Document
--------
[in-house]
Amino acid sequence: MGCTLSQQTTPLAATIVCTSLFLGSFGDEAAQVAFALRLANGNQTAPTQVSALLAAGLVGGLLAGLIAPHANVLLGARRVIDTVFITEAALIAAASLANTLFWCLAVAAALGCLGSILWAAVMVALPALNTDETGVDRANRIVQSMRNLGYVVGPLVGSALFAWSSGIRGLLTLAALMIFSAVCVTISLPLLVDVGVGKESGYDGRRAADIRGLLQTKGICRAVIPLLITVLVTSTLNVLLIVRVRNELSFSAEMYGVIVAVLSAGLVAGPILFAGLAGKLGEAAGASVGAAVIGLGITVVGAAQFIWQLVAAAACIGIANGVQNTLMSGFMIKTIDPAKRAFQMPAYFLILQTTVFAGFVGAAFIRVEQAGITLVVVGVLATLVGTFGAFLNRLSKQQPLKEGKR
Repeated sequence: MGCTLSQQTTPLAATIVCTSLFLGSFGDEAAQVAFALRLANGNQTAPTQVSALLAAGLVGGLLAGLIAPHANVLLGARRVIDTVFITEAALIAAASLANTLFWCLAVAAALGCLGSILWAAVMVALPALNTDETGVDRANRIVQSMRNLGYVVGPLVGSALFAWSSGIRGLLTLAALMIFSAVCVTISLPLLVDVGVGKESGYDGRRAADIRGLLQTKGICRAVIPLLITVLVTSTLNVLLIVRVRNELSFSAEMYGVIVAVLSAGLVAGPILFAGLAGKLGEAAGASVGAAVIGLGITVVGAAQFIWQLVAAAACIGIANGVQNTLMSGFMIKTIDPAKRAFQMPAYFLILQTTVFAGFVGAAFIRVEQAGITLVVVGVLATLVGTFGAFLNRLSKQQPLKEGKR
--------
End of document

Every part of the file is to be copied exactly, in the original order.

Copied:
[in-house]
Amino acid sequence: MGCTLSQQTTPLAATIVCTSLFLGSFGDEAAQVAFALRLANGNQTAPTQVSALLAAGLVGGLLAGLIAPHANVLLGARRVIDTVFITEAALIAAASLANTLFWCLAVAAALGCLGSILWAAVMVALPALNTDETGVDRANRIVQSMRNLGYVVGPLVGSALFAWSSGIRGLLTLAALMIFSAVCVTISLPLLVDVGVGKESGYDGRRAADIRGLLQTKGICRAVIPLLITVLVTSTLNVLLIVRVRNELSFSAEMYGVIVAVLSAGLVAGPILFAGLAGKLGEAAGASVGAAVIGLGITVVGAAQFIWQLVAAAACIGIANGVQNTLMSGFMIKTIDPAKRAFQMPAYFLILQTTVFAGFVGAAFIRVEQAGITLVVVGVLATLVGTFGAFLNRLSKQQPLKEGKR
Repeated sequence: MGCTLSQQTTPLAATIVCTSLFLGSFGDEAAQVAFALRLANGNQTAPTQVSALLAAGLVGGLLAGLIAPHANVLLGARRVIDTVFITEAALIAAASLANTLFWCLAVAAALGCLGSILWAAVMVALPALNTDETGVDRANRIVQSMRNLGYVVGPLVGSALFAWSSGIRGLLTLAALMIFSAVCVTISLPLLVDVGVGKESGYDGRRAADIRGLLQTKGICRAVIPLLITVLVTSTLNVLLIVRVRNELSFSAEMYGVIVAVLSAGLVAGPILFAGLAGKLGEAAGASVGAAVIGLGITVVGAAQFIWQLVAAAACIGIANGVQNTLMSGFMIKTIDPAKRAFQMPAYFLILQTTVFAGFVGAAFIRVEQAGITLVVVGVLATLVGTFGAFLNRLSKQQPLKEGKR